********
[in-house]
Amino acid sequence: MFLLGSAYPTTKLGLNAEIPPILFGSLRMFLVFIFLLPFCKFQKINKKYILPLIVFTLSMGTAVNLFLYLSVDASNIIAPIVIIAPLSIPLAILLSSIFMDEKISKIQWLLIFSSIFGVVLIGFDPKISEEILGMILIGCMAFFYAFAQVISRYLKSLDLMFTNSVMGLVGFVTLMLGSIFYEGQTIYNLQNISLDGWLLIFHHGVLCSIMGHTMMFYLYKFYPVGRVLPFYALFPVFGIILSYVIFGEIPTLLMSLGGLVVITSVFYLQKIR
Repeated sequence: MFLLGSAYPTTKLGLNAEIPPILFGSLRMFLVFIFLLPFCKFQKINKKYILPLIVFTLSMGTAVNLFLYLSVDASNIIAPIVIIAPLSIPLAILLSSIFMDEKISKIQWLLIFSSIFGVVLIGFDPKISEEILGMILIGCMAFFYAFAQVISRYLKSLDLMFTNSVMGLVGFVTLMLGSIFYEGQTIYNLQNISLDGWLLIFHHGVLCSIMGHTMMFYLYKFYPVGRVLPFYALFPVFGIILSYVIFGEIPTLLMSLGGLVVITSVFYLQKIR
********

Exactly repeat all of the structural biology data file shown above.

[in-house]
Amino acid sequence: MFLLGSAYPTTKLGLNAEIPPILFGSLRMFLVFIFLLPFCKFQKINKKYILPLIVFTLSMGTAVNLFLYLSVDASNIIAPIVIIAPLSIPLAILLSSIFMDEKISKIQWLLIFSSIFGVVLIGFDPKISEEILGMILIGCMAFFYAFAQVISRYLKSLDLMFTNSVMGLVGFVTLMLGSIFYEGQTIYNLQNISLDGWLLIFHHGVLCSIMGHTMMFYLYKFYPVGRVLPFYALFPVFGIILSYVIFGEIPTLLMSLGGLVVITSVFYLQKIR
Repeated sequence: MFLLGSAYPTTKLGLNAEIPPILFGSLRMFLVFIFLLPFCKFQKINKKYILPLIVFTLSMGTAVNLFLYLSVDASNIIAPIVIIAPLSIPLAILLSSIFMDEKISKIQWLLIFSSIFGVVLIGFDPKISEEILGMILIGCMAFFYAFAQVISRYLKSLDLMFTNSVMGLVGFVTLMLGSIFYEGQTIYNLQNISLDGWLLIFHHGVLCSIMGHTMMFYLYKFYPVGRVLPFYALFPVFGIILSYVIFGEIPTLLMSLGGLVVITSVFYLQKIR